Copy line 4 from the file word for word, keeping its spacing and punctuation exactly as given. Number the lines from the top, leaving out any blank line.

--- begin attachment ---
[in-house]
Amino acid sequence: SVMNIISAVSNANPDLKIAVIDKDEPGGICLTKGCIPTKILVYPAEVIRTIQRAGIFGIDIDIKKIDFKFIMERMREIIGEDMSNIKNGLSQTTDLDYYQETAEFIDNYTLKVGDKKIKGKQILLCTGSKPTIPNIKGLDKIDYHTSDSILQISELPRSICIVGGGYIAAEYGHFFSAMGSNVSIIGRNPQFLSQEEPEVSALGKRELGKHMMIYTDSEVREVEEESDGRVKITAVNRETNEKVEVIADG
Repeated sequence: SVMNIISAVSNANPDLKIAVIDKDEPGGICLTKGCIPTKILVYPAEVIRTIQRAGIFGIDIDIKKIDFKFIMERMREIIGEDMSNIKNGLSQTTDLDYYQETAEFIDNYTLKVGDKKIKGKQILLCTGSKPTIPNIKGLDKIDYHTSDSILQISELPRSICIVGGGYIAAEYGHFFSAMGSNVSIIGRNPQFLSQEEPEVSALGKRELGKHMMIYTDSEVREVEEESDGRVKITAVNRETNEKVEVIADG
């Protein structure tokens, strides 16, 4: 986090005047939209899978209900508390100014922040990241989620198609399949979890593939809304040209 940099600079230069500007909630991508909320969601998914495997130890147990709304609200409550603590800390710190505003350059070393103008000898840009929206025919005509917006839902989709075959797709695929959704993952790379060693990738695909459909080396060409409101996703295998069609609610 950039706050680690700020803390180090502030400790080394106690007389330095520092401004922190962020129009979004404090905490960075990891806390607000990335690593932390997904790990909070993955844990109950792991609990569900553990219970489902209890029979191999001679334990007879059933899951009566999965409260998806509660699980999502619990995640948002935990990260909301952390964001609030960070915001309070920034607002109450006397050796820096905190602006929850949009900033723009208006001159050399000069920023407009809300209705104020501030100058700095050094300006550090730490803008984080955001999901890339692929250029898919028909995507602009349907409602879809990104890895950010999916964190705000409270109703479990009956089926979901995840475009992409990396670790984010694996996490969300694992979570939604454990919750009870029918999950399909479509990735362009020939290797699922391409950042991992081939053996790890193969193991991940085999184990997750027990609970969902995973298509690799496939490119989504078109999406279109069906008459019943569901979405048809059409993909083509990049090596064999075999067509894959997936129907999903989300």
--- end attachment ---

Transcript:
């Protein structure tokens, strides 16, 4: 986090005047939209899978209900508390100014922040990241989620198609399949979890593939809304040209 940099600079230069500007909630991508909320969601998914495997130890147990709304609200409550603590800390710190505003350059070393103008000898840009929206025919005509917006839902989709075959797709695929959704993952790379060693990738695909459909080396060409409101996703295998069609609610 950039706050680690700020803390180090502030400790080394106690007389330095520092401004922190962020129009979004404090905490960075990891806390607000990335690593932390997904790990909070993955844990109950792991609990569900553990219970489902209890029979191999001679334990007879059933899951009566999965409260998806509660699980999502619990995640948002935990990260909301952390964001609030960070915001309070920034607002109450006397050796820096905190602006929850949009900033723009208006001159050399000069920023407009809300209705104020501030100058700095050094300006550090730490803008984080955001999901890339692929250029898919028909995507602009349907409602879809990104890895950010999916964190705000409270109703479990009956089926979901995840475009992409990396670790984010694996996490969300694992979570939604454990919750009870029918999950399909479509990735362009020939290797699922391409950042991992081939053996790890193969193991991940085999184990997750027990609970969902995973298509690799496939490119989504078109999406279109069906008459019943569901979405048809059409993909083509990049090596064999075999067509894959997936129907999903989300």